Statue of Manjusri (Monju) at Senkoji in Onomichi, Japan Mañjuśrī (文殊 Ch. ...

Yama in popular culture

19th century kagamibuta netsuke depicting Enma
19th century kagamibuta netsuke depicting Enma
  • For many popular uses of characters loosely based on the Japanese version of Yama, see Enma.
  • Yama, identified as a "Chinese spirit of the underworld", appears played by Todd Newton in the episode Dead Man Dating of the television series Charmed.
  • In Wendy Wu: Homecoming Warrior, Yanluo is mentioned as Yan Lo.

Image File history File linksMetadata Download high resolution version (1240x1242, 243 KB) Summary This 19th century kagamibuta netsuke depicts Emma Dai O, the King of Hell. ... Image File history File linksMetadata Download high resolution version (1240x1242, 243 KB) Summary This 19th century kagamibuta netsuke depicts Emma Dai O, the King of Hell. ... a monkey-shaped netsuke a netsuke maintains an inro (box) in the obi (belt) Japanese artists starting in the 17th century cleverly invented the miniature sculptures known as netsuke (Japanese:根付) to serve a very practical function. ... Yama is the Hindu Lord of death whose first recorded appearance is in the Vedas. ... Todd Newton is the host of Hollywood Showdown and Whammy! The All-New Press Your Luck, both on GSN; and Coming Attractions on E!, as well as occasional episodes of that channels infamous Wild On. ... General Information Episode of the popular U.S. television series, Charmed Episode Number: 4 Season: 1 First Aired: October 28, 1998 on The WB in the United States of America Production Code: 4398005 Writer: Javier Grillo-Marxuach Director: Richard Compton Synopsis Spoiler warning: Piper falls for the ghost of a... Charmed is an American television series that ran for eight seasons on The WB. It was produced by Aaron Spelling and is about three sisters who are the worlds most powerful good witches, known throughout the supernatural community as The Charmed Ones but known to everyone else as the...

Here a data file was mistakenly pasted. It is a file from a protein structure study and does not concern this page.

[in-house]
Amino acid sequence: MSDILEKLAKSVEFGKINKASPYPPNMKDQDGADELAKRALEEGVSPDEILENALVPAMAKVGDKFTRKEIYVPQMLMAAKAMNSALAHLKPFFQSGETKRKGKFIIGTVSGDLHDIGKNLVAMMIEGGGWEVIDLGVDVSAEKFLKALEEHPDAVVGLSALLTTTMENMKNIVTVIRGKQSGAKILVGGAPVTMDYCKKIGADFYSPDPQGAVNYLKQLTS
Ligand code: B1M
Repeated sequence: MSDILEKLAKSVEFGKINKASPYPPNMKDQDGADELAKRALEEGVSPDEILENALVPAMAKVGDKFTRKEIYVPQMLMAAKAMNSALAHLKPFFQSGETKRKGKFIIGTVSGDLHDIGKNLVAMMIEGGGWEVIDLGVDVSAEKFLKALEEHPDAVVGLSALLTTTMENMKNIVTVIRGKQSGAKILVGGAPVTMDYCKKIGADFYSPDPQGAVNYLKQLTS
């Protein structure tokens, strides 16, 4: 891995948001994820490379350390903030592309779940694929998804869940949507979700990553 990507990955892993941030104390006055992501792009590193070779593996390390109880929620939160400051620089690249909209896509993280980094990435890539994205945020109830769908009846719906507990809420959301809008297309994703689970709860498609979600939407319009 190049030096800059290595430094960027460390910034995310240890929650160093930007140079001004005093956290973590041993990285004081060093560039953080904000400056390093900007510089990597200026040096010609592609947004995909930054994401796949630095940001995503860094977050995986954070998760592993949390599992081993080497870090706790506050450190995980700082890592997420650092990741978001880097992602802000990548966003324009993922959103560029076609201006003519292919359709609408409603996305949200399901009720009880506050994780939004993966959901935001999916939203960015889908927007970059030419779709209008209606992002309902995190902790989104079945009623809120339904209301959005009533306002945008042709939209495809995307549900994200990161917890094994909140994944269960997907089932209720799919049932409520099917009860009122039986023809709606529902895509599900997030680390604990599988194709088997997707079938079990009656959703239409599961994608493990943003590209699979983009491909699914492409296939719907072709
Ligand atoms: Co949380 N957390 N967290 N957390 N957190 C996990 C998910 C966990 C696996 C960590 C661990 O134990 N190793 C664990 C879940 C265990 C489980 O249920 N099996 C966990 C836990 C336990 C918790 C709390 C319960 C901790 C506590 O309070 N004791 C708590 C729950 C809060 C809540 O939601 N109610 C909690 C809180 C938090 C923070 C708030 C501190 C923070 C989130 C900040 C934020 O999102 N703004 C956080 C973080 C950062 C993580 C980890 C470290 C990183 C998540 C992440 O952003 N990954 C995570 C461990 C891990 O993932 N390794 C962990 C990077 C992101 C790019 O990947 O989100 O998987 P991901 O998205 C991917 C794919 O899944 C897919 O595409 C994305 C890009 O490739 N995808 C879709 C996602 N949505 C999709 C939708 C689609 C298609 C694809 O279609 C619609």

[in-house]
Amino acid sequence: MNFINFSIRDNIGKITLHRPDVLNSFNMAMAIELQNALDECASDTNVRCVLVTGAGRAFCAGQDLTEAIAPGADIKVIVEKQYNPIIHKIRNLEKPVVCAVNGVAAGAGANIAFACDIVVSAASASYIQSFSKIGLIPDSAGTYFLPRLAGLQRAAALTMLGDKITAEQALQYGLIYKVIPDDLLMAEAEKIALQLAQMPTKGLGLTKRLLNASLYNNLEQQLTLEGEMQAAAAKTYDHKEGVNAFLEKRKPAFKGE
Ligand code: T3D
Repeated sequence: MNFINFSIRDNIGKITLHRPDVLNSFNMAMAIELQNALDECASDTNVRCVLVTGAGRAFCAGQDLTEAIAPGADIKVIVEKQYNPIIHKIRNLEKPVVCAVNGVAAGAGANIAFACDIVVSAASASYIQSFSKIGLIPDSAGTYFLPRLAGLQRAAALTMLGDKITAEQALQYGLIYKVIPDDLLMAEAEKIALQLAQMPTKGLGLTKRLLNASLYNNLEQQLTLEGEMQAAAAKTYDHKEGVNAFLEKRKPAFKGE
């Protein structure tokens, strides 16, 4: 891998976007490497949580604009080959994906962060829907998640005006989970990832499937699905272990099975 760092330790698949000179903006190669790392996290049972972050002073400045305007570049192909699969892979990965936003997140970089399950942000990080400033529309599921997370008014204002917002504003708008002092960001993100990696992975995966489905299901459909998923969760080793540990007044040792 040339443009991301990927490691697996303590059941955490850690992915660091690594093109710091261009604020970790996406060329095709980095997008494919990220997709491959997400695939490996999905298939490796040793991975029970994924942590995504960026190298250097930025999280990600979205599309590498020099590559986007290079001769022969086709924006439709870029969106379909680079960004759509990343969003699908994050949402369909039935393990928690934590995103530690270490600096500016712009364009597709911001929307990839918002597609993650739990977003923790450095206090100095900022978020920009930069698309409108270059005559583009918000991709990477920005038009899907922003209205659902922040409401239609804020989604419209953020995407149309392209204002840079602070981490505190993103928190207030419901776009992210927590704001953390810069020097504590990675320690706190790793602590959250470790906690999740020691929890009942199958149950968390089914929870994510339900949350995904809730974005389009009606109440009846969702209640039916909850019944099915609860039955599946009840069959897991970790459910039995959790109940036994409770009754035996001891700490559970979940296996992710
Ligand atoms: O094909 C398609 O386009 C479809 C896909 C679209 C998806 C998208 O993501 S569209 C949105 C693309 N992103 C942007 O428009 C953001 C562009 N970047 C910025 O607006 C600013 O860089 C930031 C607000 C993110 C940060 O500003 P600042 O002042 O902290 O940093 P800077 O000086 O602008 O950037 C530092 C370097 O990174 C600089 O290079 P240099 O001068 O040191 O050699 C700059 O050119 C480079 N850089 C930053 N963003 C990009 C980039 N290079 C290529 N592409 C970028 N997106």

See also

A modern depiction of Yamarajas Court, by Dominique Amendola Tibetan Dharmapala at the Field Museum in Chicago 19th century kagamibuta netsuke depicting Enma This article is about the deity Yama. ...

Notes

  1. ^ See, for example, MN 130 (Nanamoli & Bodhi, 2001, pp. 1029-36) and AN 3.35 (Nyanaponika & Bodhi, 1999, pp. 51-3), both of which are entitled, "Devaduta Sutta" (The Divine Messengers).
  2. ^ Nanamoli & Bodhi (2001), p. 1032.
  3. ^ Buddhaghosa states this in his commentary to the Majjhima Nikaya (Nanamoli & Bodhi, 2001, p. 1341, n. 1206).
  4. ^ According to Nanamoli & Bodhi (2001), p. 1341 n. 1206, the Majjhima Nikaya Atthakatha states that "there are in fact four Yamas, one at each of four gates (of hell?)." [The paranthetical expression is by Bodhi.]

The Majjhima Nikaya, or Middle-length Discourses of the Buddha, is the second of the five nikayas, or collections, in the Sutta Pitaka of the Tipitaka. ... The Anguttara Nikaya (Gradual Collection) is the fourth of the five nikayas, or collections, in the Sutta Pitaka, which is one of the three baskets that compose the Pali Tipitaka. ... The Majjhima Nikaya, or Middle-length Discourses of the Buddha, is the second of the five nikayas, or collections, in the Sutta Pitaka of the Tipitaka. ...

References

  • Nanamoli, Bhikkhu & Bodhi,Bhikkhu (2001). The Middle Length Discourses of the Buddha: A Translation of the Majjhima Nikaya. Boston: Wisdom Publications. ISBN 0-86171-072-X.
  • Nyanaponika Thera & Bodhi, Bhikkhu (1999). Numerical Discourses of the Buddha: An Anthology of Suttas from the Anguttara Nikaya. Walnut Creek, CA: AltaMira Press. ISBN 0-7425-0405-0.

External links